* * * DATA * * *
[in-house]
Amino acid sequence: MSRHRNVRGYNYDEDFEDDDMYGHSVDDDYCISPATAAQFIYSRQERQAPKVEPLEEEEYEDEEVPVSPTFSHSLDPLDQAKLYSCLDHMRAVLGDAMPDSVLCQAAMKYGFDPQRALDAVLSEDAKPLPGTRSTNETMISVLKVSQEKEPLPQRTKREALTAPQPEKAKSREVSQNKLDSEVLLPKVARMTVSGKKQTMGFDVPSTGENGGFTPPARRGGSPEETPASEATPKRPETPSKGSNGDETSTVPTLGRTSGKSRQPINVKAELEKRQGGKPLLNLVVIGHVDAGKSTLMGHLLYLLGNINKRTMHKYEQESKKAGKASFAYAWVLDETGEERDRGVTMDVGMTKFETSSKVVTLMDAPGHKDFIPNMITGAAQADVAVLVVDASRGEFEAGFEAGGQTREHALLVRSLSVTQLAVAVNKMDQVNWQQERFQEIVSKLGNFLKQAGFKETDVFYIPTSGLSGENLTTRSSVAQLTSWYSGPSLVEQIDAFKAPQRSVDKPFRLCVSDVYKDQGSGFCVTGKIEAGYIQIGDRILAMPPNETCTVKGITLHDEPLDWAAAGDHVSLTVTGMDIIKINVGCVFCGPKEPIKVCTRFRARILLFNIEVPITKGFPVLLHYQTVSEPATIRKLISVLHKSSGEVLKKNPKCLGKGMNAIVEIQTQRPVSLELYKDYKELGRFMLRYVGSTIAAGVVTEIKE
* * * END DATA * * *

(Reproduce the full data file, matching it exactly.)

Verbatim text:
[in-house]
Amino acid sequence: MSRHRNVRGYNYDEDFEDDDMYGHSVDDDYCISPATAAQFIYSRQERQAPKVEPLEEEEYEDEEVPVSPTFSHSLDPLDQAKLYSCLDHMRAVLGDAMPDSVLCQAAMKYGFDPQRALDAVLSEDAKPLPGTRSTNETMISVLKVSQEKEPLPQRTKREALTAPQPEKAKSREVSQNKLDSEVLLPKVARMTVSGKKQTMGFDVPSTGENGGFTPPARRGGSPEETPASEATPKRPETPSKGSNGDETSTVPTLGRTSGKSRQPINVKAELEKRQGGKPLLNLVVIGHVDAGKSTLMGHLLYLLGNINKRTMHKYEQESKKAGKASFAYAWVLDETGEERDRGVTMDVGMTKFETSSKVVTLMDAPGHKDFIPNMITGAAQADVAVLVVDASRGEFEAGFEAGGQTREHALLVRSLSVTQLAVAVNKMDQVNWQQERFQEIVSKLGNFLKQAGFKETDVFYIPTSGLSGENLTTRSSVAQLTSWYSGPSLVEQIDAFKAPQRSVDKPFRLCVSDVYKDQGSGFCVTGKIEAGYIQIGDRILAMPPNETCTVKGITLHDEPLDWAAAGDHVSLTVTGMDIIKINVGCVFCGPKEPIKVCTRFRARILLFNIEVPITKGFPVLLHYQTVSEPATIRKLISVLHKSSGEVLKKNPKCLGKGMNAIVEIQTQRPVSLELYKDYKELGRFMLRYVGSTIAAGVVTEIKE